Why I Hate The Christian Coalition
The coalition is finishing interviews of lawmakers for its voter guides, which national field coordinator Bill Thomson called the "B-2 bomber" in its arsenal. Combs wasn't ready to say exactly how many coalition voter guides will be printed. The group handed out 70 million in 2000.
Thomson, a former Marine, used military imagery to fire up the Christian Coalition activists to get out the vote.
"Never allow the enemy to block you," Thomson urged them. "Get around them, run over the top of them, destroy them — whatever you need to do so that God's word is the word that is being practiced in Congress, town halls and state legislatures."
So problem number one is that they exhibit a bunch of tendencies in action and words that are distinctly unChristian. The second, and my main beef, is that they purport to represent all US Christians (I'm sure in their minds there is something fundamentally wrong with foreign so-called Christians. After all, God is an American, right? But maybe that's just me being a paranoid foreigner.)
This hijacking of the Christian political voice can be traced back to Jerry Falwell and the infamous Tim LaHaye when they founded the Moral Majority around 1980. The really unfortunate part of that hijacking is that the mainstream church wasn't organized enough (and still isn't) to counter the very focused, unChristian message of the Moral Majority and later Christian Coalition. While the Newt Gingrich debacle of the mid-90s slowed down the fundamentalist (or in Jimmy Swaggart's case should that be fundamentalust?) juggernaut, they have snuck back to prominence under Dubya (whose family was Episcopalian, but he's drifted toward a fundamentalist Methodist perspective apparently.)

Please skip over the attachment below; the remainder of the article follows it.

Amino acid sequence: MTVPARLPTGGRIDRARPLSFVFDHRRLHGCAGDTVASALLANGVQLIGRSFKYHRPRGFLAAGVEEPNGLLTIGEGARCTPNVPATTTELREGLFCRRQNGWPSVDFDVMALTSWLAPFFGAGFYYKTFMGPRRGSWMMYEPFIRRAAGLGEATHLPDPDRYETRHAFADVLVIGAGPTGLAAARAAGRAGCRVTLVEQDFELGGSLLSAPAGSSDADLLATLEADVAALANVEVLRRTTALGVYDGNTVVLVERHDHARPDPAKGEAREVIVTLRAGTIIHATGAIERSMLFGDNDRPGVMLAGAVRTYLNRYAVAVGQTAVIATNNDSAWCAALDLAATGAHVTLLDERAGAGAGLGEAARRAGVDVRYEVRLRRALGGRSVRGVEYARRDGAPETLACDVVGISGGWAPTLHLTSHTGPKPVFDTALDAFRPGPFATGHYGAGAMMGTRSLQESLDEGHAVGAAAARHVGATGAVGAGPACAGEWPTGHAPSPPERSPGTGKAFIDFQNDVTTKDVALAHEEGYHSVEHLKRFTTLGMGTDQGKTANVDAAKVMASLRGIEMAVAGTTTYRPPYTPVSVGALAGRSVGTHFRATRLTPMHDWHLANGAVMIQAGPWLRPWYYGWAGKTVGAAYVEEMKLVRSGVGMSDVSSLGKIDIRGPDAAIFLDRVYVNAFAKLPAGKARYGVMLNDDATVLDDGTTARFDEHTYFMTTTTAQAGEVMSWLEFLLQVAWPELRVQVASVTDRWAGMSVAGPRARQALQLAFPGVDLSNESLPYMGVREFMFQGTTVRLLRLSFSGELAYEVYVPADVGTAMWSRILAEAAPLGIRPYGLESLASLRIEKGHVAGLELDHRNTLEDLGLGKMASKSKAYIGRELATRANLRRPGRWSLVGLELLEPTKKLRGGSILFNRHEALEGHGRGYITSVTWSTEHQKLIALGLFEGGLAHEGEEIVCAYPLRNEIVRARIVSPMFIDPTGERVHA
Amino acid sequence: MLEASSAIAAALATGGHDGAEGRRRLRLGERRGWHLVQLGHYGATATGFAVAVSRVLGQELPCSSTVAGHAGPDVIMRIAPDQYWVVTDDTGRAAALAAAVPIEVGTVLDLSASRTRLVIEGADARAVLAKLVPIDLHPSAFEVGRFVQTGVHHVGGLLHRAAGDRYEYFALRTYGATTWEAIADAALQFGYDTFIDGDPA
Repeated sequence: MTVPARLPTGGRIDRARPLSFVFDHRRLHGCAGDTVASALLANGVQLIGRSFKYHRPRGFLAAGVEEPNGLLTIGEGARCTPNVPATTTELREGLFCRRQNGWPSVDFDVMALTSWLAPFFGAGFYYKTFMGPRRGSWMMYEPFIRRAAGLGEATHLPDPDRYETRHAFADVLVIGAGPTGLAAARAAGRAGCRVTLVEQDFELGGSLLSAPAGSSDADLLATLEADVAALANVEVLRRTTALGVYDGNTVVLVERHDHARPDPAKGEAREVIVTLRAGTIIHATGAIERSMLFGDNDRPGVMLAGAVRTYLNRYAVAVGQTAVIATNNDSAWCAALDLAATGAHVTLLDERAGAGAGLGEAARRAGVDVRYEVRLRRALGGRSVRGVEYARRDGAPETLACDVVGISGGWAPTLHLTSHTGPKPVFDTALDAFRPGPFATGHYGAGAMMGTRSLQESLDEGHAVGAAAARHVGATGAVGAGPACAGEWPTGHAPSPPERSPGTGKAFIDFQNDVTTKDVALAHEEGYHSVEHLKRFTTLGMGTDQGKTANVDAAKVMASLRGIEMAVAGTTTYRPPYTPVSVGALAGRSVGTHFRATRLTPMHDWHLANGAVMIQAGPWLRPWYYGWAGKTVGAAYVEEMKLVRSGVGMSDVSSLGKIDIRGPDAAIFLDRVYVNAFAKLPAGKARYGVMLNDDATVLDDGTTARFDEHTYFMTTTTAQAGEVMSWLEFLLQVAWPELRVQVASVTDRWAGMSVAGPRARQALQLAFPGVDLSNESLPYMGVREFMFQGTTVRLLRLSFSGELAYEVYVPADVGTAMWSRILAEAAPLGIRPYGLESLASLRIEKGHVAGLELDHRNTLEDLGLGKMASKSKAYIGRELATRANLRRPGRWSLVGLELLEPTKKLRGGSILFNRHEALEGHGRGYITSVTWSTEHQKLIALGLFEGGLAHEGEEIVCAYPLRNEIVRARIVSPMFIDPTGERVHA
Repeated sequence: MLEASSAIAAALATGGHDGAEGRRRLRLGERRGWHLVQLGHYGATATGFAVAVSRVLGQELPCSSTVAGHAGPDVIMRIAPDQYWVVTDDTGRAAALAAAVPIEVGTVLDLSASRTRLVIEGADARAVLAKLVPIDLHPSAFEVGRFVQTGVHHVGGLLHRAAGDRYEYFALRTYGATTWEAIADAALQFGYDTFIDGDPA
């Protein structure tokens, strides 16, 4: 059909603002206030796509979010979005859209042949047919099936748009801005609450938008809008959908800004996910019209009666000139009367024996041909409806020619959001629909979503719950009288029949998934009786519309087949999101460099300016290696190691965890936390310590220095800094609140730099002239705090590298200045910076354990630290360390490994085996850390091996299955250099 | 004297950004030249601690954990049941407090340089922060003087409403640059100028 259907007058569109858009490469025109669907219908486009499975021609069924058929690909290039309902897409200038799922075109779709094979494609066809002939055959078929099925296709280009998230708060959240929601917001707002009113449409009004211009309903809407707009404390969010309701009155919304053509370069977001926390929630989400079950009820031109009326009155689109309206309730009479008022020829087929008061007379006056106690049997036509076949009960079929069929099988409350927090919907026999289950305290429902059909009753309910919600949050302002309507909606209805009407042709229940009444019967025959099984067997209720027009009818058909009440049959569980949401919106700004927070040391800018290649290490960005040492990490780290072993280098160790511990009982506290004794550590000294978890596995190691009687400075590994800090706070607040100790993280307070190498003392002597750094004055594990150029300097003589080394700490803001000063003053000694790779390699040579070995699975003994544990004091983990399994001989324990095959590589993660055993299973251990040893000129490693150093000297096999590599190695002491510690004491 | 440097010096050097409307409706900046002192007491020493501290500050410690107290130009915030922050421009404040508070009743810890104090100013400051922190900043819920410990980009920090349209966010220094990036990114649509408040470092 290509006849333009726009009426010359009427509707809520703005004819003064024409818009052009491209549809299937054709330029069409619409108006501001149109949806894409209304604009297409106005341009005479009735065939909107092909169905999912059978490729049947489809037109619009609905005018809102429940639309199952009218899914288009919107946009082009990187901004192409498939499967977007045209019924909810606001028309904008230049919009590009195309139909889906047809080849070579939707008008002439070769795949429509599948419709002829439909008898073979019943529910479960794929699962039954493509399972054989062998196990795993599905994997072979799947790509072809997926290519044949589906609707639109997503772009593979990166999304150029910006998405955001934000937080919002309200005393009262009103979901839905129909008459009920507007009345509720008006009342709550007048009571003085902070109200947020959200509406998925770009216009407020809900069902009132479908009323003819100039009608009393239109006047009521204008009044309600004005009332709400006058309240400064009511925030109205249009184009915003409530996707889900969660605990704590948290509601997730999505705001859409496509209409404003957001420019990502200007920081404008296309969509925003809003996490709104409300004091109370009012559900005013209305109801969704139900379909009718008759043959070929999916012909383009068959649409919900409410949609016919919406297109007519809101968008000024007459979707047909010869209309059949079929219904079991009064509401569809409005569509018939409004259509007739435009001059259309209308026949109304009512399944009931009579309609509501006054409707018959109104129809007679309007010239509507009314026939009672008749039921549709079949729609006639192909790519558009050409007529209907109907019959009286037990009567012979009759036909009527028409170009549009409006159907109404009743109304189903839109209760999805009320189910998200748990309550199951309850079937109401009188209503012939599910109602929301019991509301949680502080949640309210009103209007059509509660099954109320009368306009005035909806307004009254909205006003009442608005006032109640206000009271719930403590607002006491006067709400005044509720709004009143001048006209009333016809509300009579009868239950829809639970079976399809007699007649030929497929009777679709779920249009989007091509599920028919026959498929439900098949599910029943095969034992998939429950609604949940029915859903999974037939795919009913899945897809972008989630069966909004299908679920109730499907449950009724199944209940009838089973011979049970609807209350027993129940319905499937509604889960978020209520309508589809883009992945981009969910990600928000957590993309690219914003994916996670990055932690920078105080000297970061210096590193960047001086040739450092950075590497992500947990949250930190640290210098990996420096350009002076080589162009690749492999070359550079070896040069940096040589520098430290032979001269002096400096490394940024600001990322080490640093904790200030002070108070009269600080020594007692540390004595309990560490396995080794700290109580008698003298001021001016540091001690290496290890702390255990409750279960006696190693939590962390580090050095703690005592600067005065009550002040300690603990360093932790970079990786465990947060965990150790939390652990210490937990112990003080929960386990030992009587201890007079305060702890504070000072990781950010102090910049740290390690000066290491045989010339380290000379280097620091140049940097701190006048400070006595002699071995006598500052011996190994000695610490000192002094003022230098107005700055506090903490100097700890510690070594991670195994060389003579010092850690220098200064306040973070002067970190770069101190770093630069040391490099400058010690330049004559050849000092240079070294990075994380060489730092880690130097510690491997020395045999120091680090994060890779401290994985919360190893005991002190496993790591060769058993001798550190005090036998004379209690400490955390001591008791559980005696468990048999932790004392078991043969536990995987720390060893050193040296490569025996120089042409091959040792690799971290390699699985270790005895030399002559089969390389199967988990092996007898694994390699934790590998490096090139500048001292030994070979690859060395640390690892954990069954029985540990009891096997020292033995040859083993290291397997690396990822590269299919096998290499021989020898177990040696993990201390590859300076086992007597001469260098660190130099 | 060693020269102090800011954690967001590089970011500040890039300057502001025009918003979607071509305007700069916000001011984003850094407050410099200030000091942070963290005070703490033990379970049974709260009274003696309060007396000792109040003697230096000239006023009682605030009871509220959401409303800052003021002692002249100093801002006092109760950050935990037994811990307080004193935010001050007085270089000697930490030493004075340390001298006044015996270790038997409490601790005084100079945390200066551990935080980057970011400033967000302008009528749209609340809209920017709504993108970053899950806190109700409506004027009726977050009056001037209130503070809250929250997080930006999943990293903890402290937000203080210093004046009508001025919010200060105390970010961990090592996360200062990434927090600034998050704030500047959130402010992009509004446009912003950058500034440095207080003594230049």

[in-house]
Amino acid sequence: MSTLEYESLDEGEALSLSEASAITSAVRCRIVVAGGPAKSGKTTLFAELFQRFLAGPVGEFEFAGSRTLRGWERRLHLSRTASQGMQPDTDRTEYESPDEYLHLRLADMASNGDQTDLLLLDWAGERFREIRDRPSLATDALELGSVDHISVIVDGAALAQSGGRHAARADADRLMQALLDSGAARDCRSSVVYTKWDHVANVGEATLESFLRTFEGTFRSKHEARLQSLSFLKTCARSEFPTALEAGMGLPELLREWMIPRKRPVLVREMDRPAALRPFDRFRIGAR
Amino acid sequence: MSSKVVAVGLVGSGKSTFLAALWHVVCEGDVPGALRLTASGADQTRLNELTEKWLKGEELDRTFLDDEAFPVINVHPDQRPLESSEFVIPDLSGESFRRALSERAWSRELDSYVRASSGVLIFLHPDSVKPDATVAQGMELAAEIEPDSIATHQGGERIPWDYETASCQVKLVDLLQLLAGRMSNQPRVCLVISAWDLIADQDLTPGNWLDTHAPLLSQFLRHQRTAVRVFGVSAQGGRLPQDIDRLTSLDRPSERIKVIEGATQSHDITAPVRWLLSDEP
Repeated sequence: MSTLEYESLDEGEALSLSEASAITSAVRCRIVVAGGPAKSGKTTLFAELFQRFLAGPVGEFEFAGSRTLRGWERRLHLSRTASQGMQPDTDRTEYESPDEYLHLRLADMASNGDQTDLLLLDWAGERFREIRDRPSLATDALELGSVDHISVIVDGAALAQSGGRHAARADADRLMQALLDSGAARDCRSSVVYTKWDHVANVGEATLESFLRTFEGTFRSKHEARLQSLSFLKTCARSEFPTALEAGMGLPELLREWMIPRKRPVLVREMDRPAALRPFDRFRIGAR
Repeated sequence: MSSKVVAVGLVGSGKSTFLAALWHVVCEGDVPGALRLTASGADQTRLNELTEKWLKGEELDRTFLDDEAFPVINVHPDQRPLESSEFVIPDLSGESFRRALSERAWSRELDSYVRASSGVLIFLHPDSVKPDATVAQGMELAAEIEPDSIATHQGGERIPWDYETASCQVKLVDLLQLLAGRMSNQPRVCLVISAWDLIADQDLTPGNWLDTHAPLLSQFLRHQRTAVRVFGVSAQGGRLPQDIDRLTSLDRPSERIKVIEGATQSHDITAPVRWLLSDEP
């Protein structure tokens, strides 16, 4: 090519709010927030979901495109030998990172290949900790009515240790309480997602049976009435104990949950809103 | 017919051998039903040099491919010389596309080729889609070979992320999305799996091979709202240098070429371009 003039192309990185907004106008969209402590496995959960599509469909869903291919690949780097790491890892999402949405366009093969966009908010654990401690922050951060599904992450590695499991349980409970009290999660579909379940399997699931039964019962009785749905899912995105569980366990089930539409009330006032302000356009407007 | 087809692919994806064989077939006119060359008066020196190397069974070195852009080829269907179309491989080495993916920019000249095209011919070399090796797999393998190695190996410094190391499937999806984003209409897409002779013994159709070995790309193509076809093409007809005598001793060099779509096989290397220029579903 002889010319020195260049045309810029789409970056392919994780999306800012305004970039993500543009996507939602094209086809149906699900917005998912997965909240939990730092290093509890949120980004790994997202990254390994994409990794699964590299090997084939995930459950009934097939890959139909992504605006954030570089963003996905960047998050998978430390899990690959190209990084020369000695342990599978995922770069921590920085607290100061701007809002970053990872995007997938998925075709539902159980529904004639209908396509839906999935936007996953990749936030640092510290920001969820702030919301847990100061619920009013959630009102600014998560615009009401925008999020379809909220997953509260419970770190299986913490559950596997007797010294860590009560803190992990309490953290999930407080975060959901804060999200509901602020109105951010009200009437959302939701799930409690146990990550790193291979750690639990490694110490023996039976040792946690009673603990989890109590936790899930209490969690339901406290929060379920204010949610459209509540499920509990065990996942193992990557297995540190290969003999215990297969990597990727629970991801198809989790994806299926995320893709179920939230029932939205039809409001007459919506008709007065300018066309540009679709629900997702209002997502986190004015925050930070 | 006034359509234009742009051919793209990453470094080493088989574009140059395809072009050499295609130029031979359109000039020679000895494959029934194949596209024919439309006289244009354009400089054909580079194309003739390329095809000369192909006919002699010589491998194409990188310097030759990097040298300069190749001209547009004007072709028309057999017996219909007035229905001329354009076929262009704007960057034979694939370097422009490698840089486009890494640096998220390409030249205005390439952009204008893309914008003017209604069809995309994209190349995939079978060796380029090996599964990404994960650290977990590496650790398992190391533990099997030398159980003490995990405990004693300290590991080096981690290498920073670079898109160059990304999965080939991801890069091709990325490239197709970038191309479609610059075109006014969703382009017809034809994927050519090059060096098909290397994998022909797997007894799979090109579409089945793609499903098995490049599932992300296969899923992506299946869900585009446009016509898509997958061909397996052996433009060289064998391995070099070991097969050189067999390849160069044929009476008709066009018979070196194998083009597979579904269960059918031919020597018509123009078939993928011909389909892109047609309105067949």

If it wasn't so frustrating it would be hilarious to listen to the Religious Right blather on about being persecuted when they are the perpetrators of plenty themselves (just ask the gay community, abortionists or just Godless Democrats described above by Thomson.)
One last frustration I have is that this kind of political rhetoric and activism obscures the really great work being done by other fundamentalist evangelicals as part of God’s church. Isn’t there something wrong when the “person on the street” associates the term Christian Coalition with political campaigns rather than taking care of the poor, the orphaned and the widowed?